Bruno Olshausen (UC Berkeley)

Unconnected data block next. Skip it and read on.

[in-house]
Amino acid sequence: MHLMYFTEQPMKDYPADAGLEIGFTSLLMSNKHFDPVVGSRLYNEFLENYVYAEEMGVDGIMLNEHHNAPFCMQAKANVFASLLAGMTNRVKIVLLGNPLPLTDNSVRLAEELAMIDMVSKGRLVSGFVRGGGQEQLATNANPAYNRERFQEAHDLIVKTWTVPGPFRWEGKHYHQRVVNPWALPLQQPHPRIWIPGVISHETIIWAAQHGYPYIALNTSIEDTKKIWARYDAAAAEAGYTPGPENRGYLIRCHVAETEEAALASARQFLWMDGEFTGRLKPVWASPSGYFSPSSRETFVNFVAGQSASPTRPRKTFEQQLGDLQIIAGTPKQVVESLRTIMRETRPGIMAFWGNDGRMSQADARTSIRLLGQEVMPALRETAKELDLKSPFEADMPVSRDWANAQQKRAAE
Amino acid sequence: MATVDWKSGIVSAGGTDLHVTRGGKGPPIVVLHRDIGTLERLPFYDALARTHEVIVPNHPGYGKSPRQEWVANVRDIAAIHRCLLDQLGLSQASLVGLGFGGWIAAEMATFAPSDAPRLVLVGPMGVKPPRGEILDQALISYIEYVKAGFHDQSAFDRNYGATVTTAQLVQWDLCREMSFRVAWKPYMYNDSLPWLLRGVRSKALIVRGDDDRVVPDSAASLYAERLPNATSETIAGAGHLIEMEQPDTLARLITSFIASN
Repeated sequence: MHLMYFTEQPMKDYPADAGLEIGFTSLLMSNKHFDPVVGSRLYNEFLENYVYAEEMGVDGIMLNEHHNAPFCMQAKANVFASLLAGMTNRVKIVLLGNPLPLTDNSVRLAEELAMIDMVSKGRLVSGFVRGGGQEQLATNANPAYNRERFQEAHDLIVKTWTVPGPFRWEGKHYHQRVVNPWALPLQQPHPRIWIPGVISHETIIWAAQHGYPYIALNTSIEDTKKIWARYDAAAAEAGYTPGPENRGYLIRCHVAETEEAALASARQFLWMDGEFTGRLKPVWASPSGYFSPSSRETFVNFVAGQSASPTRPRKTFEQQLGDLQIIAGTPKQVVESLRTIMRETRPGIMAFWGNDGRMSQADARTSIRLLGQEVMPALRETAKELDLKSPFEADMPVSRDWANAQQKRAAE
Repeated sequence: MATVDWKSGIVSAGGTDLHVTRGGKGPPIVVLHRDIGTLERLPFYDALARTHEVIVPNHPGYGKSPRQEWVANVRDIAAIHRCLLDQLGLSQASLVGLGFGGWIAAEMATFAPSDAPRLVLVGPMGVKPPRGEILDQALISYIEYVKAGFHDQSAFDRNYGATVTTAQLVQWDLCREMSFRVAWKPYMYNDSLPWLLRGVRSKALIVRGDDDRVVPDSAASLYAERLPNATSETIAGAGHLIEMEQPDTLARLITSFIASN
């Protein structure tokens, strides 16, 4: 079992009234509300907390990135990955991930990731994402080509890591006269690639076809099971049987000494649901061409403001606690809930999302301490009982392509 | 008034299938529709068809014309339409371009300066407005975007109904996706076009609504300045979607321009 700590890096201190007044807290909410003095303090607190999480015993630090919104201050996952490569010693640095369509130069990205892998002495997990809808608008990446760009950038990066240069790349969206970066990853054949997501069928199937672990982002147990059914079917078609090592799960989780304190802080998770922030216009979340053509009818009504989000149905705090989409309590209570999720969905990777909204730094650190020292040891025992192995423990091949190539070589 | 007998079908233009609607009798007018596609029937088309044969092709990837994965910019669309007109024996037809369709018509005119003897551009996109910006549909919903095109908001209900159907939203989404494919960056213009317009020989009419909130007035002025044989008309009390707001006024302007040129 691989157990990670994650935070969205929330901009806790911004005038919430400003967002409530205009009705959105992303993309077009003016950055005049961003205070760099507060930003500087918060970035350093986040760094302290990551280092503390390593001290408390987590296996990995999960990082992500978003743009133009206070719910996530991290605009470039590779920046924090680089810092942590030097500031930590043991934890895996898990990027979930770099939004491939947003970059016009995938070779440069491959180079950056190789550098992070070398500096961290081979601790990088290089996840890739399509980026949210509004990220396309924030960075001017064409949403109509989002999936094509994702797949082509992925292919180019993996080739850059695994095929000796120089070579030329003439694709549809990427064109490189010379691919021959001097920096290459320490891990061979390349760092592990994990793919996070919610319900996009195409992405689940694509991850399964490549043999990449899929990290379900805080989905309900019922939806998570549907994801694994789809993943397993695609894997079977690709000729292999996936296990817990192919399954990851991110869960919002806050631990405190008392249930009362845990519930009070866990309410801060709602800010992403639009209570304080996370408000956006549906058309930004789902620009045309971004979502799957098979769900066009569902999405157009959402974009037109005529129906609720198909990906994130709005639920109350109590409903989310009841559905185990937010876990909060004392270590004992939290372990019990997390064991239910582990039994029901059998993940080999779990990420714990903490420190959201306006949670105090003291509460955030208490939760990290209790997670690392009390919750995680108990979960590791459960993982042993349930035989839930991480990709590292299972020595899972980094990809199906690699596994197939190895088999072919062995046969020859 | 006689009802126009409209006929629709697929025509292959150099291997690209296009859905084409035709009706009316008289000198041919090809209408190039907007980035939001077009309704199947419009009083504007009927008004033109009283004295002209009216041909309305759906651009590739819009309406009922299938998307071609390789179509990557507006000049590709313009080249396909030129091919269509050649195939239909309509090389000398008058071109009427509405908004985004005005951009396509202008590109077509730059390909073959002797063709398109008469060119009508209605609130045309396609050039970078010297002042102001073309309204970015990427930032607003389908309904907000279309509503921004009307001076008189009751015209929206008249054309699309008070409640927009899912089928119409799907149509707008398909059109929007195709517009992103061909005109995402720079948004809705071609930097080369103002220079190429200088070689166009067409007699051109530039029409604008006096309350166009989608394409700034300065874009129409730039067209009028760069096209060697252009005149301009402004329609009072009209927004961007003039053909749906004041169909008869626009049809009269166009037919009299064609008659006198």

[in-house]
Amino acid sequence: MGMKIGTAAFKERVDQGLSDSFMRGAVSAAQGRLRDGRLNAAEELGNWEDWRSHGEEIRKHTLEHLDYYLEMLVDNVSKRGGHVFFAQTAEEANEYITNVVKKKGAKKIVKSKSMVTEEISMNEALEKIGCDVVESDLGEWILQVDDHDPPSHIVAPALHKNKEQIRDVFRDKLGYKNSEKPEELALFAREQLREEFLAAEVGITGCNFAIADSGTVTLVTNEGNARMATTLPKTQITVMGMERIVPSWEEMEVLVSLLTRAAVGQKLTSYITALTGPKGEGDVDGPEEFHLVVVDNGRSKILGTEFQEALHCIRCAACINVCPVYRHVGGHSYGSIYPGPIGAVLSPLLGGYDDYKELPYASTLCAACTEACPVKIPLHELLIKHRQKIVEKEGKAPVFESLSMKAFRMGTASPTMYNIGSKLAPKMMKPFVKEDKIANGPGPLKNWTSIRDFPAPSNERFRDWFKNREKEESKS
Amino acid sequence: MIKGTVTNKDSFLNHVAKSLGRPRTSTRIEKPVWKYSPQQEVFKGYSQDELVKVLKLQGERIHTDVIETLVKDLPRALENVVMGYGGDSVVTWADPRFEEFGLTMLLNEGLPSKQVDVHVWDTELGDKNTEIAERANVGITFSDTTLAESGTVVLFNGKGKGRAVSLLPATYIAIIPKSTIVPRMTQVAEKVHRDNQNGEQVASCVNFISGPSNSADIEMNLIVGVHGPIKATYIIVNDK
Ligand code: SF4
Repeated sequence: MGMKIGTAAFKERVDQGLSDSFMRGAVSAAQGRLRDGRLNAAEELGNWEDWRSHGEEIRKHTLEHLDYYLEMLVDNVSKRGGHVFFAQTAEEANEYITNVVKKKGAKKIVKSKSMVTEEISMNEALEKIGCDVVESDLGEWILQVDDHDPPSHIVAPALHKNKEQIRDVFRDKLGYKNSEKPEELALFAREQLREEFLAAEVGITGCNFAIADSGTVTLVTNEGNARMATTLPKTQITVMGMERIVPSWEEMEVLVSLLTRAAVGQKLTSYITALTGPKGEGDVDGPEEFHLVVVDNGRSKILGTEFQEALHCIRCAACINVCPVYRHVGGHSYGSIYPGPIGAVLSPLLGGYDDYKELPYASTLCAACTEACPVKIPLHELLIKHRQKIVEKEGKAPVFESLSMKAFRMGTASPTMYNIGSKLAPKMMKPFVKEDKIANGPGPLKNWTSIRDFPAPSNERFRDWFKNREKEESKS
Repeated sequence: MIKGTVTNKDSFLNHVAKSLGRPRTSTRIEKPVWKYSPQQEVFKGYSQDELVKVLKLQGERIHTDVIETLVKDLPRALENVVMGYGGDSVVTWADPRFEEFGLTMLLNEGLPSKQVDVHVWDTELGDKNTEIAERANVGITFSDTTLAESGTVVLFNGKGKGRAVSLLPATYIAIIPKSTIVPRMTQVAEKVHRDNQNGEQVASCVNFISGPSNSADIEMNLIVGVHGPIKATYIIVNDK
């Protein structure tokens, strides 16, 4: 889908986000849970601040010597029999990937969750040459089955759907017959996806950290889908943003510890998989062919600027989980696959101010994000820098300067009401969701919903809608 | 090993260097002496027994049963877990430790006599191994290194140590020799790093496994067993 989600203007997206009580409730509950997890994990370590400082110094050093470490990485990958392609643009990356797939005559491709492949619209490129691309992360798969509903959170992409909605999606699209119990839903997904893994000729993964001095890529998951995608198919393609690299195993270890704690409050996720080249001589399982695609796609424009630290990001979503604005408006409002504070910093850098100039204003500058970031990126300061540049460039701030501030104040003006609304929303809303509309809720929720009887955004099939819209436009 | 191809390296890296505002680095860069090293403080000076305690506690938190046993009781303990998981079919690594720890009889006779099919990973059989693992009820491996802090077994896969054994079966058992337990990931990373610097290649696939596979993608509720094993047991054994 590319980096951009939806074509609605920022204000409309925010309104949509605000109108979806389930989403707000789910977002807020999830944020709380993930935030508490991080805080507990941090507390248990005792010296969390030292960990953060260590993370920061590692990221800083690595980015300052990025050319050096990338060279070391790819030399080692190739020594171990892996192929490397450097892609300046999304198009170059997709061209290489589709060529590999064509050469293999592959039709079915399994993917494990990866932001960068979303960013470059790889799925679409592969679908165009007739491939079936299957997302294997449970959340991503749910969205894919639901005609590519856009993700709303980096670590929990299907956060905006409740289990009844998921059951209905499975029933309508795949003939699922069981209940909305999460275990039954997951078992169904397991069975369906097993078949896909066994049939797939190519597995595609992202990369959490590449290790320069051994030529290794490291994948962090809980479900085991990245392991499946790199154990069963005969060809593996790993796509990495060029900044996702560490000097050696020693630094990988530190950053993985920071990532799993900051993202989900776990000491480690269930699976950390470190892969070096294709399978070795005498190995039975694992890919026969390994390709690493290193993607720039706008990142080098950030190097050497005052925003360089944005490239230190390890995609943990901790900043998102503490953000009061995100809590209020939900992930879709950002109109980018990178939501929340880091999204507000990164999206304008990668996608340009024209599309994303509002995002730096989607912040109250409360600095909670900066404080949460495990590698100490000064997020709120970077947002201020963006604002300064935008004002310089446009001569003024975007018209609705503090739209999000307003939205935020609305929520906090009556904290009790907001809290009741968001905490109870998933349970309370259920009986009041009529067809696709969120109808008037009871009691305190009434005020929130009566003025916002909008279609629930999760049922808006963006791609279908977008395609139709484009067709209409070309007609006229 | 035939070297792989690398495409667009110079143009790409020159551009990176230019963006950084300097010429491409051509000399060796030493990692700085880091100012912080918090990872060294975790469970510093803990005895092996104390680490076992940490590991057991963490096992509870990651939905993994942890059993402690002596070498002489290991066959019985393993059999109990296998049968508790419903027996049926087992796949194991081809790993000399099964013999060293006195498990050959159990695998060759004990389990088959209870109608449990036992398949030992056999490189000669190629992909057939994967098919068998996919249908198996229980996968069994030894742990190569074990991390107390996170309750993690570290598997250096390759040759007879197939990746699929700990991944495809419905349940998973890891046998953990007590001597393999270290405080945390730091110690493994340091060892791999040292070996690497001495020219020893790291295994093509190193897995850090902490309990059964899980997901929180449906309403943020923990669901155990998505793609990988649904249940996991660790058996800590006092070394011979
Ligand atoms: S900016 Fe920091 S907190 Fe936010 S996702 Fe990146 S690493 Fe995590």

Much of perception and cognition requires solving inverse problems: Given the photoreceptor activations in the retina, what is the structure of the external environment? Given a stream of words, what is the thought or concept being conveyed? Many of these inverse problems can essentially be formulated as factorization problems - e.g., factorizing form vs. motion from time-varying images, or factorizing the meaning and part of speech from a word. In Kanerva's high-dimensional computing framework, these problems can be posed as the factorization of a high-dimensional vector into its constituent components. 'Resonating circuits' provide an efficient means of solving this problem by iteratively estimating the factors via a set of coupled Hopfield networks. Here I shall present set of rigorous evaluations of its performance in comparison to alternative schemes such as multiplicative weights, alternating least squares, or map-seeking circuits. Resonator circuits vastly outperform these alternative methods in terms of operational capacity (the size of the search space from which a correct factorization can be found with high probability). Interestingly, all of these methods work by searching in superposition - that is, the estimate at any given point in time is a superposition of the possible factorizations, which works due to the properties of high-dimensional vector spaces. With Spencer Kent and Paxon Frady.